What do you get when you combine the world’s most fantastical characters to unite against a great evil? No, not Avengers Assemble (although there are some quite obvious parallels), this is Rise of the Guardians. This animated adventure tells the tale of Jack Frost (Chris Pine, Star Trek, This Means War), the fun loving controller of the cold, who is called upon by the Moon to join the Guardians, a team of childhood legends who protect the wonder of children. They include North- Father Christmas (Alec Baldwin, The Hunt for Red October, The Departed), Bunnymund- the Easter Bunny (Hugh Jackman, X-Men, Australia), Tooth- the Tooth Fairy (Isla Fisher, Rango, Burke and Hare) and Sandy- the Sandman. The reason for this is the rise of Pitch- the Bogeyman (Jude Law, Sherlock Holmes, Gattaca), who uses his army of nightmares to steal the Tooth Fairy’s teeth, spreading fear and causing the world’s children to stop believing in the Guardians.
Despite it being a child’s film, Rise of the Guardians is a surprisingly decent film. But at just over the 90 minutes long, it feels a bit short and the ending feels a little rushed. This is probably to stop the kids getting bored if it drags on for too long. Also, at times the plot can feel a little loose and vague at times. But that isn’t to say that is underdeveloped on a whole, it gives a strong origin story for Jack Frost and the other characters feel fully fleshed out, yet leaving enough gaps in their mythology for any potential sequels. This is helped by the stellar voice cast: Baldwin gives North a unique Russian accent, and Jackman goes his native Australian to give the Easter Bunny a nice twist. But the stars of the show are Sandy and Pitch. The former is a mute character who only expresses his feelings via “sand drawings” above his head; a true homage to silent cinema. The latter is brought to life by Law, whose dulcet tones sinisterly echo around the theatre through the use of surround sound.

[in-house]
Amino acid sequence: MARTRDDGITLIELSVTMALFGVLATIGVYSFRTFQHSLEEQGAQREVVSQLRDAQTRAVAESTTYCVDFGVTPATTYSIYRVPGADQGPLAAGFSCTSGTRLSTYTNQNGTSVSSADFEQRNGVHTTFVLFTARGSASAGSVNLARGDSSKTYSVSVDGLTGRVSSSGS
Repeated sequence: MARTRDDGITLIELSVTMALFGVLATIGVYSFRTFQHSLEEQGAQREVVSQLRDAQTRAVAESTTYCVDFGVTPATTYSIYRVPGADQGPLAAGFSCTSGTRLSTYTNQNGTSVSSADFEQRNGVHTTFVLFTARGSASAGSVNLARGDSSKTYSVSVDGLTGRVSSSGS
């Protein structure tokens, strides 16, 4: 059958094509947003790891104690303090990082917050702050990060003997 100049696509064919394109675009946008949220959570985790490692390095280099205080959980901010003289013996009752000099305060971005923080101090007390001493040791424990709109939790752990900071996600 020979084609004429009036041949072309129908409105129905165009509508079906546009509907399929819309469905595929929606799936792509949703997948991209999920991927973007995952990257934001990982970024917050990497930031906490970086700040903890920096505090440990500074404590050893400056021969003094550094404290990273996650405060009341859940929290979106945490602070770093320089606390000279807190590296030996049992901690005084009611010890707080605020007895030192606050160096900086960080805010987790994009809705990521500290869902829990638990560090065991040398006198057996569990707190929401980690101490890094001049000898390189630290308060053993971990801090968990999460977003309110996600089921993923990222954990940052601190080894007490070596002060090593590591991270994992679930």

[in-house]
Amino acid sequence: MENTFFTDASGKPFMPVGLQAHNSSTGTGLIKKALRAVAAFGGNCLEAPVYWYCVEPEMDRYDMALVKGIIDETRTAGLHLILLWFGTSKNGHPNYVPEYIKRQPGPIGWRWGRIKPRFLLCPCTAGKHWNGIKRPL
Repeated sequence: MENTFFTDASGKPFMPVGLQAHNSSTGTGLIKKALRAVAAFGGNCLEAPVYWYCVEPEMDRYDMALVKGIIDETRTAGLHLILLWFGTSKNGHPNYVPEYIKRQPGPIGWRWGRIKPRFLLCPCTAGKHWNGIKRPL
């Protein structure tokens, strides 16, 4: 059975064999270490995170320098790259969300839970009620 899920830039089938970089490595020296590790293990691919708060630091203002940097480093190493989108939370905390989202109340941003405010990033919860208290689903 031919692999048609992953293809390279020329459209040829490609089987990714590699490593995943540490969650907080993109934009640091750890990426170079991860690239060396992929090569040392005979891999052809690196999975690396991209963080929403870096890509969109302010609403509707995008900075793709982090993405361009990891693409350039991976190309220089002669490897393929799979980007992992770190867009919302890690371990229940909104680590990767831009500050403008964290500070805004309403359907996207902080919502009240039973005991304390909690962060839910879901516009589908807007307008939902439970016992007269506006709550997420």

Pitch is a dark, yet quite sympathetic, villain who draws immediate comparisons with Loki, the antagonist from this year’s summer blockbuster. And the similarities don’t end there. The responsibility- shirking personality of Jack Frost who steps up to the plate when needed echoes Tony Stark/ Iron Man, and the witty dialogue exchanged between the Guardians is reminiscent of the superhero banter. This brings me on to the tone of the film. Despite the elements of humour (frequently provided by Santa’s helpers: the elves and the yetis), Rise of the Guardians is more of an adventure film than a comedy.
Rise of the Guardians was an unpredictably good film. In spite of the fact that it doesn’t quite reach the heights of Pixar quality, it is a fantastic, family friendly film that is a great start to the festive season.